NASA funds 'warp speed' research


Images of the Saturnian system taken by the Voyager 1 spacecraft during its Saturn encounter in November 1980. (Photo courtesy of NASA/JPL-Caltech.)

Though it seems ripped straight from an episode of Star Trek, NASA has invested real money into understanding the science behind travel faster than the speed of light.

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Harold G. White, a NASA physicist, leads the small team at NASA who are trying to make reality out of a theory that suggests the possibility of traveling faster than the speed of light. 

While experts remain divided on the feasibility of warp speed travel, White and his team are focused on making small demonstrations of the principle that could be expanded with further research.

In an interview with the New York Times, White compared his project to the U.S. government's Manhattan Project, which produced the first atom bombs in the mid-1940s, in the way it took a small concept and eventually applied it in a practical setting.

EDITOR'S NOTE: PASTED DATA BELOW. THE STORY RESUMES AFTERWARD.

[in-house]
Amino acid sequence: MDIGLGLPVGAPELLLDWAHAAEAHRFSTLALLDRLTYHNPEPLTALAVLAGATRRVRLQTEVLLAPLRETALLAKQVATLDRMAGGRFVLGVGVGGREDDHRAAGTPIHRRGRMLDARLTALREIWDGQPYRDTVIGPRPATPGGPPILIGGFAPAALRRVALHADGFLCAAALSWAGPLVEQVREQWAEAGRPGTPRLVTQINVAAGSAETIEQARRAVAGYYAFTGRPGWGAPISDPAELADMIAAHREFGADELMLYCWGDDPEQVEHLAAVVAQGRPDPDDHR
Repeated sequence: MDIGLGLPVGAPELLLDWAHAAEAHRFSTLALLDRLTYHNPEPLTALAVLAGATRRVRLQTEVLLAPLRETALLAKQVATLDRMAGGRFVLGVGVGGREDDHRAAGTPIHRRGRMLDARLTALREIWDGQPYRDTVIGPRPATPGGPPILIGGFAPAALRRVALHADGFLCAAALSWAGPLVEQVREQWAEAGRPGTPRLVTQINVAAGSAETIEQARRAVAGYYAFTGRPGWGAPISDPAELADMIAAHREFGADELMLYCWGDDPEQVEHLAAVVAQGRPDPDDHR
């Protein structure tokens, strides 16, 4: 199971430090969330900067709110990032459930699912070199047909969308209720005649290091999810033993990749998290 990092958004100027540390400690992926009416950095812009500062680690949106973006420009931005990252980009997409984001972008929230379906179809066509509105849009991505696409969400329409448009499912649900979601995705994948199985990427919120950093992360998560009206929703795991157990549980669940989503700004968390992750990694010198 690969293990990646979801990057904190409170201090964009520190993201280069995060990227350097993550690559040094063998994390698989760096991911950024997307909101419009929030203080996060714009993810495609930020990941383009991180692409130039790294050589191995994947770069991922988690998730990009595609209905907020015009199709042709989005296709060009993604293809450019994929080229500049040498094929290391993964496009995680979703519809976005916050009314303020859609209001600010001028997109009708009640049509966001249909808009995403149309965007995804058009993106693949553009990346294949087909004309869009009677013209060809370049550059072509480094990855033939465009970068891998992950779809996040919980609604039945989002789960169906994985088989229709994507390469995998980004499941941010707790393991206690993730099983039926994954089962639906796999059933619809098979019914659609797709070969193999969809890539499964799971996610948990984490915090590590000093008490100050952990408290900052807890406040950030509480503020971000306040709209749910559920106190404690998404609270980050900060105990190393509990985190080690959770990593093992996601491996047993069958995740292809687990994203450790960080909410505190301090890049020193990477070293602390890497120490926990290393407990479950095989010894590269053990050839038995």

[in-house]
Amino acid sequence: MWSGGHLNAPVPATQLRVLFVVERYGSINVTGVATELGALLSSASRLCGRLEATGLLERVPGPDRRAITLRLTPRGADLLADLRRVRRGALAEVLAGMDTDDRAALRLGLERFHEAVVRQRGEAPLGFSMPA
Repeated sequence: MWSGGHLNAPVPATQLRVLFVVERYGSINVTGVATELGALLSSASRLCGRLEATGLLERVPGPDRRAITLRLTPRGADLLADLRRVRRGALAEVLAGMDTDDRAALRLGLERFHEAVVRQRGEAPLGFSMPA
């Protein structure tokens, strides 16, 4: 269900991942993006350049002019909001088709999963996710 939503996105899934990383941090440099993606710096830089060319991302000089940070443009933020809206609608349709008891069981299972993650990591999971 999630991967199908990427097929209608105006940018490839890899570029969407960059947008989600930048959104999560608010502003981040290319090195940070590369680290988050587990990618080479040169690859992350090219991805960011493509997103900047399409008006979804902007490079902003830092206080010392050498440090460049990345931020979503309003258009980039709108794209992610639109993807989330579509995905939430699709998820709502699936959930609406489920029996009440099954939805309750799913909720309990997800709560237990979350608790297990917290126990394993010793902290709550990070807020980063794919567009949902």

"We're not trying to work on technology at this point, this is just science trying to make sure we understand the math and physics," he said.

So far, NASA has invested about $50,000 in equipment for White's research, just a fraction of its $18 billion in annual expenditures. 

White's work is an expansion of a 1994 theory by Miguel Alcubierre, which said that if one were able to harness the expansion and contraction of space, it would be possible to travel faster than the speed of light.

For now, the speed of light is space travel's limiting factor.

"It's almost like when you rent a cargo van, sometimes they come with a built in governor, so when you try and go past a certain point the engine will just not let you go any faster," White said. "The Voyager I is kind of our state-of-the art interstellar probe and it was launched back in '77, but it would still take 75,000 years to get to our nearest star, Alpha Centauri."

Should White's research lead to a practical warp speed device, spaceships could cover that distance in months or weeks.

"I guess the question would be one day, far in the future, could you engage this concept to make travel in solar system more routine?" White said.